The survey found that 9% of offering firms with at least 50 workers said that the elimination of the individual mandate penalty led to fewer workers and dependents enrolling in a health-care plan this year.

The ACA also included a tax on high-cost health plans, sometimes called the “Cadillac tax,” that was originally set to take effect in 2018. However, Congress delayed the tax until 2022, and the House recently voted to repeal it all together. 

The survey found that only 15% of offering employers with at least 50 workers say they expect the tax to take effect in 2022. One-third of those firms say the upcoming tax was either “very” or “somewhat” important in making their health benefit decisions for the current year.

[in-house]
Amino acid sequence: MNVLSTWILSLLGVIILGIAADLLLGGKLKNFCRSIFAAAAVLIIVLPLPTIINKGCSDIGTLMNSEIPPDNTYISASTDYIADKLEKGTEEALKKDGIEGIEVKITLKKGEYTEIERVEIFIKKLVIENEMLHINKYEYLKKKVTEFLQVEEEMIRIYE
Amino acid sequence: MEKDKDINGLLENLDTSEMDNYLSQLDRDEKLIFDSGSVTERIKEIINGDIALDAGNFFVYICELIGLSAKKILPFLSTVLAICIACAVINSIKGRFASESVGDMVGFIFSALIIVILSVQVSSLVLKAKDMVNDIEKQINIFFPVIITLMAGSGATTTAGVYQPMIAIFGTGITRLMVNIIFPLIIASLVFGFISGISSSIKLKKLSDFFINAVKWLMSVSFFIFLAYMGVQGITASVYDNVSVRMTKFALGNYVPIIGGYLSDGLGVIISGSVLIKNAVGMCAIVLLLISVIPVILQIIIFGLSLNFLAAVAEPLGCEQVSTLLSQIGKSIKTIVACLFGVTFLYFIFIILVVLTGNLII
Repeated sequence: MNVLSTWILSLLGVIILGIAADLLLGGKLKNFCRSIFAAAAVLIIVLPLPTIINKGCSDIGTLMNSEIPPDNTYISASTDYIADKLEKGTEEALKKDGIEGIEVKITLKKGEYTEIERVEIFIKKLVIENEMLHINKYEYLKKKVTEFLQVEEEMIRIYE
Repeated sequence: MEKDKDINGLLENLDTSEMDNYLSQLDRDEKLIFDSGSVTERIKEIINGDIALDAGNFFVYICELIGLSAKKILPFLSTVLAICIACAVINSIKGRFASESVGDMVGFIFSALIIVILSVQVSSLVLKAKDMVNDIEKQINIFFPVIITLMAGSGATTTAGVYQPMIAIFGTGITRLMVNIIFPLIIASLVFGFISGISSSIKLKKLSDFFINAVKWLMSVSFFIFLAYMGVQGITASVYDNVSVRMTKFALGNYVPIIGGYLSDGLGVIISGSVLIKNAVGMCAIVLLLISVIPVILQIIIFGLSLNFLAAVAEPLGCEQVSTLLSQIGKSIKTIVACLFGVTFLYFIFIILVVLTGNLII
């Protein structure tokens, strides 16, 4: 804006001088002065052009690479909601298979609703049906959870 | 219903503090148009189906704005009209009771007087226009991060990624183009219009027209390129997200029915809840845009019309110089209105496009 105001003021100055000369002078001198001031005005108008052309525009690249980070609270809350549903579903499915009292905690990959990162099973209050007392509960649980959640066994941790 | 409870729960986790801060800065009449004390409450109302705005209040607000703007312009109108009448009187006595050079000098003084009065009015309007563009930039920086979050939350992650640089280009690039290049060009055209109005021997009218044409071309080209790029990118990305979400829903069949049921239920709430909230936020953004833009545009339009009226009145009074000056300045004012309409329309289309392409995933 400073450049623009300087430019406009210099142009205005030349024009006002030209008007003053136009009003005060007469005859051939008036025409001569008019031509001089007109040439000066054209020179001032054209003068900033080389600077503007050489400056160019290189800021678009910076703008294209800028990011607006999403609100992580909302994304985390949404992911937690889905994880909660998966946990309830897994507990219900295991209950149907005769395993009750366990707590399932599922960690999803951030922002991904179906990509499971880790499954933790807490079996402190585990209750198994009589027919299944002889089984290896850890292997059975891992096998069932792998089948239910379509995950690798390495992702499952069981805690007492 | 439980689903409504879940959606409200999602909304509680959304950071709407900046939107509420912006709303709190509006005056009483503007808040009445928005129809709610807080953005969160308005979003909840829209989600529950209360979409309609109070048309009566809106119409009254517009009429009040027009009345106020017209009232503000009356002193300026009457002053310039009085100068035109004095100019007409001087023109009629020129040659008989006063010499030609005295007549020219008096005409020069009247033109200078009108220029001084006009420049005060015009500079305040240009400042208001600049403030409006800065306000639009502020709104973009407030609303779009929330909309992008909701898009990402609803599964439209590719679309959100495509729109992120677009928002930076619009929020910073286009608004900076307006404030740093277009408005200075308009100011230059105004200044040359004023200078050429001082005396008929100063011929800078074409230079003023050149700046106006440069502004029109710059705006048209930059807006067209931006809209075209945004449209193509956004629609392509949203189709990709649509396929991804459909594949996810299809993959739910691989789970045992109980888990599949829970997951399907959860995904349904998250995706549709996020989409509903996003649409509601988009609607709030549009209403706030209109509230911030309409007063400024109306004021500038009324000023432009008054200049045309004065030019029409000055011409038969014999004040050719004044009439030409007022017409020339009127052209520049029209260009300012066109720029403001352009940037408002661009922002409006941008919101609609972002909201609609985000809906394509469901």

“The single biggest issue in health care for most Americans is that their health costs are growing much faster than their wages are,” said KFF President and CEO Drew Altman. “Costs are prohibitive when workers making $25,000 a year have to shell out $7,000 a year just for their share of family premiums.”

The Henry J. Kaiser Family Foundation, headquartered in San Francisco, is a nonprofit organization that focuses on major health care issues facing the nation, as well as the U.S. role in global health policy.

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